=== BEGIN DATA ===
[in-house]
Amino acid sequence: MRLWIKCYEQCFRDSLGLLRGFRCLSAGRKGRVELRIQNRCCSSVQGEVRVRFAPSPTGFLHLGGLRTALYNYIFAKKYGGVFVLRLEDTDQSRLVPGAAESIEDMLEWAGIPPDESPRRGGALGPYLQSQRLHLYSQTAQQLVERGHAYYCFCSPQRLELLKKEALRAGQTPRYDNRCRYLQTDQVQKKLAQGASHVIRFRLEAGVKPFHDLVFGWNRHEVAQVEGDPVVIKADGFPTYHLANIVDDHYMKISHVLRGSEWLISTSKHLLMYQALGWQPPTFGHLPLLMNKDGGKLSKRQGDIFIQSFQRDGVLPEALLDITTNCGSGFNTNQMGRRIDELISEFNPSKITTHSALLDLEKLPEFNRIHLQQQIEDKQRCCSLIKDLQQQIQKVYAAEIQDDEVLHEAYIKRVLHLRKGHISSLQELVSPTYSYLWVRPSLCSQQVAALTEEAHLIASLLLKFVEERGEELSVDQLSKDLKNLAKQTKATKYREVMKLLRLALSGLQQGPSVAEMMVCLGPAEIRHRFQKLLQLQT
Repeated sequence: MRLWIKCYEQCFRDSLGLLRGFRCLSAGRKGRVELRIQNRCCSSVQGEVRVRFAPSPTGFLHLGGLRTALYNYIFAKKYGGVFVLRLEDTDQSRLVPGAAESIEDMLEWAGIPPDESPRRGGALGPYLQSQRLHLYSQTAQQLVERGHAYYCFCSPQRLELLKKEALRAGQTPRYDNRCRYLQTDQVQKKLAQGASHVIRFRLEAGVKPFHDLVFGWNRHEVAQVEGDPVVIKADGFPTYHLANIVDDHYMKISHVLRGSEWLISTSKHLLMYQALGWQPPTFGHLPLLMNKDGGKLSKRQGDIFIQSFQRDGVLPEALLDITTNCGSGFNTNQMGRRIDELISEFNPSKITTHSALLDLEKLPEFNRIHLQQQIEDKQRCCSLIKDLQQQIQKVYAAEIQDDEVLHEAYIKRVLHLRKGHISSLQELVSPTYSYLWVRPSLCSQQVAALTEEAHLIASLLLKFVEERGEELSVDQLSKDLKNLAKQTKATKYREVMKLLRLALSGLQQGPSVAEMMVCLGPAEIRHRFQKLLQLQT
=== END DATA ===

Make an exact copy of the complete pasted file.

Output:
[in-house]
Amino acid sequence: MRLWIKCYEQCFRDSLGLLRGFRCLSAGRKGRVELRIQNRCCSSVQGEVRVRFAPSPTGFLHLGGLRTALYNYIFAKKYGGVFVLRLEDTDQSRLVPGAAESIEDMLEWAGIPPDESPRRGGALGPYLQSQRLHLYSQTAQQLVERGHAYYCFCSPQRLELLKKEALRAGQTPRYDNRCRYLQTDQVQKKLAQGASHVIRFRLEAGVKPFHDLVFGWNRHEVAQVEGDPVVIKADGFPTYHLANIVDDHYMKISHVLRGSEWLISTSKHLLMYQALGWQPPTFGHLPLLMNKDGGKLSKRQGDIFIQSFQRDGVLPEALLDITTNCGSGFNTNQMGRRIDELISEFNPSKITTHSALLDLEKLPEFNRIHLQQQIEDKQRCCSLIKDLQQQIQKVYAAEIQDDEVLHEAYIKRVLHLRKGHISSLQELVSPTYSYLWVRPSLCSQQVAALTEEAHLIASLLLKFVEERGEELSVDQLSKDLKNLAKQTKATKYREVMKLLRLALSGLQQGPSVAEMMVCLGPAEIRHRFQKLLQLQT
Repeated sequence: MRLWIKCYEQCFRDSLGLLRGFRCLSAGRKGRVELRIQNRCCSSVQGEVRVRFAPSPTGFLHLGGLRTALYNYIFAKKYGGVFVLRLEDTDQSRLVPGAAESIEDMLEWAGIPPDESPRRGGALGPYLQSQRLHLYSQTAQQLVERGHAYYCFCSPQRLELLKKEALRAGQTPRYDNRCRYLQTDQVQKKLAQGASHVIRFRLEAGVKPFHDLVFGWNRHEVAQVEGDPVVIKADGFPTYHLANIVDDHYMKISHVLRGSEWLISTSKHLLMYQALGWQPPTFGHLPLLMNKDGGKLSKRQGDIFIQSFQRDGVLPEALLDITTNCGSGFNTNQMGRRIDELISEFNPSKITTHSALLDLEKLPEFNRIHLQQQIEDKQRCCSLIKDLQQQIQKVYAAEIQDDEVLHEAYIKRVLHLRKGHISSLQELVSPTYSYLWVRPSLCSQQVAALTEEAHLIASLLLKFVEERGEELSVDQLSKDLKNLAKQTKATKYREVMKLLRLALSGLQQGPSVAEMMVCLGPAEIRHRFQKLLQLQT